HTML and CSS Reference
In-Depth Information
stage.centerOn(p.x, p.y);
The component can grab the stage from the entity, which has it as a parent, and then simply call the
centerOn method to adjust the view.
Finally, the last component needs to grab user input. You can add this below the camera component defini-
tion. This component, called player_input , simply looks at the inputs and sets the p.dx and p.dy vari-
ables (used previously in the tiled component) to indicate the direction the player is trying to move. This
component is listed in Listing 13-8 .
Listing 13-8: The player input component
Q.register('player_input', {
added: function() {
input: function() {
var p = this.entity.p;
if(Q.inputs['left']) { p.dx = -1 }
else if(Q.inputs['right']) { p.dx = 1;}
else { p.dx = 0;}
if(Q.inputs['up']) { p.dy = -1 }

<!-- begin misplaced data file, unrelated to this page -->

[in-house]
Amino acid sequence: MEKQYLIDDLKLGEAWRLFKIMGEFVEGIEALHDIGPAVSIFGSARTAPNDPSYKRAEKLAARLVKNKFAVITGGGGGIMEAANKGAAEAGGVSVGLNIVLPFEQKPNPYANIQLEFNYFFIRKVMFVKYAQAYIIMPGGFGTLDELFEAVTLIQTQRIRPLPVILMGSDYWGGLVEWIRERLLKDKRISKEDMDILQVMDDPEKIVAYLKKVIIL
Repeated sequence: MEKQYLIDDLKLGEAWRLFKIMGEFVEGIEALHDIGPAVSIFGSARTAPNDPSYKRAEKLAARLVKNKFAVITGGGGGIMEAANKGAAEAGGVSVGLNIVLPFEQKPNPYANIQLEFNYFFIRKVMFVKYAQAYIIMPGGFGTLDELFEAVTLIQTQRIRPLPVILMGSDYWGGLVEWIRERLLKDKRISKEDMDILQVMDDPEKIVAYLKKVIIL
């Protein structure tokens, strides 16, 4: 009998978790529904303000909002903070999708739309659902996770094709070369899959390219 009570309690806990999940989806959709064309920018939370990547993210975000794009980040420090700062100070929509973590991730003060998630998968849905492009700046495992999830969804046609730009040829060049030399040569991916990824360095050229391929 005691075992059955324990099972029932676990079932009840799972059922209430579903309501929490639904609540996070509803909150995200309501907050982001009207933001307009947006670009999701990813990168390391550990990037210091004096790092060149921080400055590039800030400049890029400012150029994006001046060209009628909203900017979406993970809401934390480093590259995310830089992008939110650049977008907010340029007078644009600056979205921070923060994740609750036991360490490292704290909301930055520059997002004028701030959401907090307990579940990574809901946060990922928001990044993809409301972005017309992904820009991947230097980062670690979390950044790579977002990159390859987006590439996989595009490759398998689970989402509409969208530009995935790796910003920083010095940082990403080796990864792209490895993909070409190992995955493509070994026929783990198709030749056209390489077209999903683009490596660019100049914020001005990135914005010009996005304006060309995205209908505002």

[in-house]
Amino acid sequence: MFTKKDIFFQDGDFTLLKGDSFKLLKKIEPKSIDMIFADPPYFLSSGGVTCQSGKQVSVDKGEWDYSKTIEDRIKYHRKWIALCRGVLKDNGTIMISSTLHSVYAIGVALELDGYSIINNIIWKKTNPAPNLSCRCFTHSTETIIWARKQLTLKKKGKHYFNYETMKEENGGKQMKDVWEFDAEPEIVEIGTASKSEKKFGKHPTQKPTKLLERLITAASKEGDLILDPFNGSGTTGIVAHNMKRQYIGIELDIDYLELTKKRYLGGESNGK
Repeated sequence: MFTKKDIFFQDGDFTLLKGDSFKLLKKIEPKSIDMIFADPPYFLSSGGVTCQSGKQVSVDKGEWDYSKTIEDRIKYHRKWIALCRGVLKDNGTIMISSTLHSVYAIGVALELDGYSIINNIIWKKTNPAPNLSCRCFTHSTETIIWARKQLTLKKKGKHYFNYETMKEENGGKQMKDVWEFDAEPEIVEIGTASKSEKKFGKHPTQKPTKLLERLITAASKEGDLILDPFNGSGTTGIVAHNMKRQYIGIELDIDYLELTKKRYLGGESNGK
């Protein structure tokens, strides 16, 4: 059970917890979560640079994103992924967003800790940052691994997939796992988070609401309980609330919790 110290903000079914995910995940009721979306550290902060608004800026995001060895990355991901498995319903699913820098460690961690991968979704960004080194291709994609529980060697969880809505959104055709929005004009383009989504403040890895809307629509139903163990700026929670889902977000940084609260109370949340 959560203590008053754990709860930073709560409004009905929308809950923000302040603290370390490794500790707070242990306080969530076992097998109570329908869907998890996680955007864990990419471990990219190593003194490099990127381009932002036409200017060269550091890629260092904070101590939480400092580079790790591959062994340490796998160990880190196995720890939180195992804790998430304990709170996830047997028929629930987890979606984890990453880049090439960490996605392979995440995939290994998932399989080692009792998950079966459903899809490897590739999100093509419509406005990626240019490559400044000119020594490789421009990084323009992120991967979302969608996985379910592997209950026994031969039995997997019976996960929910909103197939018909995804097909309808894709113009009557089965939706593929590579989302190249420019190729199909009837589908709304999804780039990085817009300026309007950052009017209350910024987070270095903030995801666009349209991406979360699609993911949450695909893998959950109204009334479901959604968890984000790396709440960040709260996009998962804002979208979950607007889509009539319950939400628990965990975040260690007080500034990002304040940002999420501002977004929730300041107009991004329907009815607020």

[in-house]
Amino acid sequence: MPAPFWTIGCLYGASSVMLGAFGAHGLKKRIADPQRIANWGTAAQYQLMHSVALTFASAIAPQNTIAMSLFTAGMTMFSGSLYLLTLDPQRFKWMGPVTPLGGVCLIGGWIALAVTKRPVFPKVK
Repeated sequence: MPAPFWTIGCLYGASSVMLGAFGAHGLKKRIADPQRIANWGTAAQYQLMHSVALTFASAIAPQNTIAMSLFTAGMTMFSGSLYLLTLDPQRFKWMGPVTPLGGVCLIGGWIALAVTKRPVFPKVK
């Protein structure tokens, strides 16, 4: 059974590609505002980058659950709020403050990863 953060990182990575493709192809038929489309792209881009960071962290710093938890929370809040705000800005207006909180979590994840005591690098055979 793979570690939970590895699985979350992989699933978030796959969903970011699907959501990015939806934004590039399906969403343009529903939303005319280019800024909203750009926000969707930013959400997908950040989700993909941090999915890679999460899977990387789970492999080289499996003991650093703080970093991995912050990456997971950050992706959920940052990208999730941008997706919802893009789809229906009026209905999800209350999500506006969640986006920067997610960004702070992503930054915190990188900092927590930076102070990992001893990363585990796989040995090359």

else if(Q.inputs['down']) { p.dy = 1;}
else { p.dy = 0;}
Because the input system is abstracted away, the player_input component doesn't need to worry about
where the input is coming from, whether it is the joypad or keyboard.
Adding in the Player
With all these components in place, up next is adding in a player class. This player class will represent the
player as they move around the game and encapsulate all their functionality. All you need to do is subclass the
Q.Sprite class, set some basic properties in the constructor, and add the components that were built in the
last section.
Add the Q.Player class, as shown in Listing 13-9 , below the components defined previously.
Listing 13-9: The Player class
Q.Player = Q.Sprite.extend({
init: function(props) {
sheet: 'characters',
frame: 65,
wait: 0,
z: 10,
attack: 5,
health: 40,
Search WWH ::

Custom Search